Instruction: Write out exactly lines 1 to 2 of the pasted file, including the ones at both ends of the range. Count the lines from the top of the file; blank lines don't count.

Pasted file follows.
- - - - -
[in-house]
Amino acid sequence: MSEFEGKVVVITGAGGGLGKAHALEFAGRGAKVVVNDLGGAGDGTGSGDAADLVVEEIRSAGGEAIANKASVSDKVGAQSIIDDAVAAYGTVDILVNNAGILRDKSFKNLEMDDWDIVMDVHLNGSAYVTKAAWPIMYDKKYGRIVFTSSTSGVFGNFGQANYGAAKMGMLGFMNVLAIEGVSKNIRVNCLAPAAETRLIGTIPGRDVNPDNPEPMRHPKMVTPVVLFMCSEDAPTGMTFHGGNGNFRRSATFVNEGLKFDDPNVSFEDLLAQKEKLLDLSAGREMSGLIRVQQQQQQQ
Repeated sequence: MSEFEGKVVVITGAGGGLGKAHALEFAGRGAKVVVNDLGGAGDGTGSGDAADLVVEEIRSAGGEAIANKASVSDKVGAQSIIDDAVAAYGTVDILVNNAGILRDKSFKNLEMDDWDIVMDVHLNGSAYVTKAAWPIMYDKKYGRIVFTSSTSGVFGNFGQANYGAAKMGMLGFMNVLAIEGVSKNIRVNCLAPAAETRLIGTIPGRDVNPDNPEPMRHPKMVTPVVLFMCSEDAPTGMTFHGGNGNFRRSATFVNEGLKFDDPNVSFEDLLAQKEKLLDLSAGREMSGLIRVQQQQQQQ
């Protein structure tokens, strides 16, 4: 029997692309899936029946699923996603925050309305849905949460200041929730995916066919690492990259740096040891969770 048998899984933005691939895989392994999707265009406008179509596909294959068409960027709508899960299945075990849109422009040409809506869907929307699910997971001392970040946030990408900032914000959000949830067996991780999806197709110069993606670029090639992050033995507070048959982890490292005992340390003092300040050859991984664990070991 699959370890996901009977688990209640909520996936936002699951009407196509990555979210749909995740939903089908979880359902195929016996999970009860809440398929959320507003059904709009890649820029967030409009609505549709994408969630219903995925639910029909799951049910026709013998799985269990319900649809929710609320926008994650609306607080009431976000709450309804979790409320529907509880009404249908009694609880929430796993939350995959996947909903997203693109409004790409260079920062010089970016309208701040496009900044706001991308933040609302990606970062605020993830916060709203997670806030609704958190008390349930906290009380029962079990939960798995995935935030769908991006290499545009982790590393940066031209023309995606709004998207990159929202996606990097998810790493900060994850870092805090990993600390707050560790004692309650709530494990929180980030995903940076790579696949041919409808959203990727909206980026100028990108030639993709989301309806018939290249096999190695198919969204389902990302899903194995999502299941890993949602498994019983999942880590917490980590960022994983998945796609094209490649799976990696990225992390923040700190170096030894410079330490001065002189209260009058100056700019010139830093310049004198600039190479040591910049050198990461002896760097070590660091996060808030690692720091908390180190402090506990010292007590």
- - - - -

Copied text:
[in-house]
Amino acid sequence: MSEFEGKVVVITGAGGGLGKAHALEFAGRGAKVVVNDLGGAGDGTGSGDAADLVVEEIRSAGGEAIANKASVSDKVGAQSIIDDAVAAYGTVDILVNNAGILRDKSFKNLEMDDWDIVMDVHLNGSAYVTKAAWPIMYDKKYGRIVFTSSTSGVFGNFGQANYGAAKMGMLGFMNVLAIEGVSKNIRVNCLAPAAETRLIGTIPGRDVNPDNPEPMRHPKMVTPVVLFMCSEDAPTGMTFHGGNGNFRRSATFVNEGLKFDDPNVSFEDLLAQKEKLLDLSAGREMSGLIRVQQQQQQQ